This novel is found in the Library of West Virginia University in no fewer than nine different editions. On the library card of one of these editions (1891) there are these words: "The Library shall be opened at least once a week during the college year, at such time as may suit the convenience of the Librarian." The Library of the same institution is now open every day in the week including four hours on Sunlishers are reaching back and bringing day. No wonder that American pubout the masterpieces d'antan.
On the other hand, Zamiatin's "We" is published in this country though it has not yet seen the light that comes Russia. In this there is a measure of from the printing press in its native eminent propriety, for the book - it is hard to designate it more closely since nothing like it was ever seen in the United States before depicts life as it is to be in a thousand years from now. Well, if life is to be like this in 2025, I am personally grateful for the assurance that man lives but three score years and ten. I want none of this machine made love, life, birth and death, though
I am bound to say that for once the publisher's announcement is intelligent. That bit of selling talk uses the adjectives "amusing", "satirical", "bold", "powerful", "modern", and "cubist", in describing the book, and the terms are justified. This book should be read, if for no other reason, merely to see the extremes to which the human mind may go. But I am convinced that the publishers brought it out in order to show what Soviet Russia may be.
There are no name characters in it, and not many numbered ones. Its personages are so many prongs on the ratchet which, in revolving, sends this man up and that one down. There are forty chapters (they are termed "records"). I believe that Record XII
is the best: it is on the delimitation of the infinite, angels and poetry. But however this may be, there are two similes in the book which I cordially recommend to Mr. Wilstach. Of a certain young woman it is said that her normally alluring mouth, or lips, looked, in their pout, "like a crescent with the horns down". And of a certain man it is said that “his Adam's apple stuck out like a broken spring against the upholstery of a worn divan". Anyone who may wish to know why the Bolsheviks have forbidden the book up there should read Record XX on State rights and duties.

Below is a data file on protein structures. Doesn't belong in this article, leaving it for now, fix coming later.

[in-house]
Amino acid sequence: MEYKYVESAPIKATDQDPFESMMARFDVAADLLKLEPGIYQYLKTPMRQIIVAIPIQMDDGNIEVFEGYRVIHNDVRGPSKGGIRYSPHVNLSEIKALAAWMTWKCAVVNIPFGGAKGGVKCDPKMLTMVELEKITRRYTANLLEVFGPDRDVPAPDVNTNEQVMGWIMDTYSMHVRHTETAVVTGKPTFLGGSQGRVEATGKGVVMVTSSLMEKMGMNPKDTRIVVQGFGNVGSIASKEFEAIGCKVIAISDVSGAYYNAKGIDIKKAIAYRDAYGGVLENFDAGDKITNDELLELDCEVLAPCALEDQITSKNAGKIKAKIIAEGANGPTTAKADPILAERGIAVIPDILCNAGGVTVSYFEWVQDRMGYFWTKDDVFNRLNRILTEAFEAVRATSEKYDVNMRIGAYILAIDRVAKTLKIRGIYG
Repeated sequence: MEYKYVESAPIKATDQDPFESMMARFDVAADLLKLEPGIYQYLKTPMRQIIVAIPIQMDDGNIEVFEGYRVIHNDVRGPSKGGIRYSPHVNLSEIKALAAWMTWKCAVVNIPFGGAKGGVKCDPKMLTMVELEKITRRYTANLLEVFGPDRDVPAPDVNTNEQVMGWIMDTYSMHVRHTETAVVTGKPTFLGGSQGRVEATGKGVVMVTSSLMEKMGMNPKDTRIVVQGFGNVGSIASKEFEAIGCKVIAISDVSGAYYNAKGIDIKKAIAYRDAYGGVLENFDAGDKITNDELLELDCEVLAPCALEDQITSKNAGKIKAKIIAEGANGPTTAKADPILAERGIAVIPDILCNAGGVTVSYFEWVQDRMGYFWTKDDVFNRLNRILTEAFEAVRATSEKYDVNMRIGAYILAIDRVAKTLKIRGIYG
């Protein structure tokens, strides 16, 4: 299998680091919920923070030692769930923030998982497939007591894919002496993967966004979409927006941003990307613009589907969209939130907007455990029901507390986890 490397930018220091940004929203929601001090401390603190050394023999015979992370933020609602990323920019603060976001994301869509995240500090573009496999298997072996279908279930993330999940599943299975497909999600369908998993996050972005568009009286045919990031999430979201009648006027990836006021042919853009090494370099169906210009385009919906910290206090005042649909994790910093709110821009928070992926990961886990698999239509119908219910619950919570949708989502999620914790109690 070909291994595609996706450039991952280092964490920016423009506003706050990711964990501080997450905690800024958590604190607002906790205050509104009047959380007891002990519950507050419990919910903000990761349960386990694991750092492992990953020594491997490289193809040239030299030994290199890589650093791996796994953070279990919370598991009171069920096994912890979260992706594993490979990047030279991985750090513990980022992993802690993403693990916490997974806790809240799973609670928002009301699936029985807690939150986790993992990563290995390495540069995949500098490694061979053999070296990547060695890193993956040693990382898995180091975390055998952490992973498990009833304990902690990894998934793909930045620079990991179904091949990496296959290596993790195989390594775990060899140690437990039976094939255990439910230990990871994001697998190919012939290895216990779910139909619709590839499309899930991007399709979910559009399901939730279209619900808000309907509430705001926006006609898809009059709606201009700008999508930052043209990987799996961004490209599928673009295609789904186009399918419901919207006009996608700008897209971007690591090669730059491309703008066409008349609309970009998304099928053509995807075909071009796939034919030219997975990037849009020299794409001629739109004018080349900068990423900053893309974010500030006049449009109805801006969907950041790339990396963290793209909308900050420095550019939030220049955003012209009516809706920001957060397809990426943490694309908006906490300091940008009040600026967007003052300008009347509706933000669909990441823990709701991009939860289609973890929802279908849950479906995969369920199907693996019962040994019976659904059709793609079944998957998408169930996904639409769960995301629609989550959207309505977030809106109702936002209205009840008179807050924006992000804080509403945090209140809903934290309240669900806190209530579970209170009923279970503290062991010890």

pass up his solid academic record and remark that he is a man of notable boldness in that he essays to fix forever the value of creations that are not his. As it is we drop the issue, with this remark: There are two big differences between Lalou's method of procedure and that of a typical German historian of literature. The German would include his own novels in his history and would pass judgment on them; and the German would never try to explain his country's literature as a detached product. On the contrary, any German literary historian feels, indeed knows, that literature, and particularly 'contemporary" literature, can neither be explained nor vindicated without a running comment on and appraisal of these additional factors in the aesthetic life of a nation: the press, science, politics, religion, history, criticism, art in all its forms- painting, music, sculpture, stage — and foreign influences. When M. Lalou takes this point of view and spends another fifteen years on his history, we shall be in a position to rank it high. At present, the most that can be said for it is that it would make an excellent manual for such college students as wished to orient themselves in the field.
George Heyer has rendered, admirably though freely, François Villon's chefs-d'œuvre into English verse. For this he is to be warmly thanked. Villon (1431-1484) did not write much; but he wrote that poem, or ballad, that closes with the question, Ou sont les neiges d'antan? probably the greatest verses ever written in French. Consequently, any individual who brings his works closer to the hearts of the English speaking people renders a magnanimous and magnificent service. The booklet is beautifully made, contains the original French on one page and the somewhat "original" English
The Exiled Russian Literature
IT is an old truth that literature is the
fruit of the soil on which it is grown. A writer, like a tree, imbibes the sap which feeds and shapes him. Were it not so, literatures of different nations would have no individual national characteristics. Yet this comparison should not be interpreted too closely. For unlike a tree, a writer eradicated from his native soil and living out of touch with his people is not necessarily fated to wither and die. Plato and Dante, Victor Hugo, Heine, and Mitzkewich as well as many others lived and wrote in exile. Indeed, "writer exiles" might be the subject of an interesting work embracing literatures of all times and all nations and sparkling with a brilliant array of immortal
If, however, individual writer émigrés have been many in all countries, his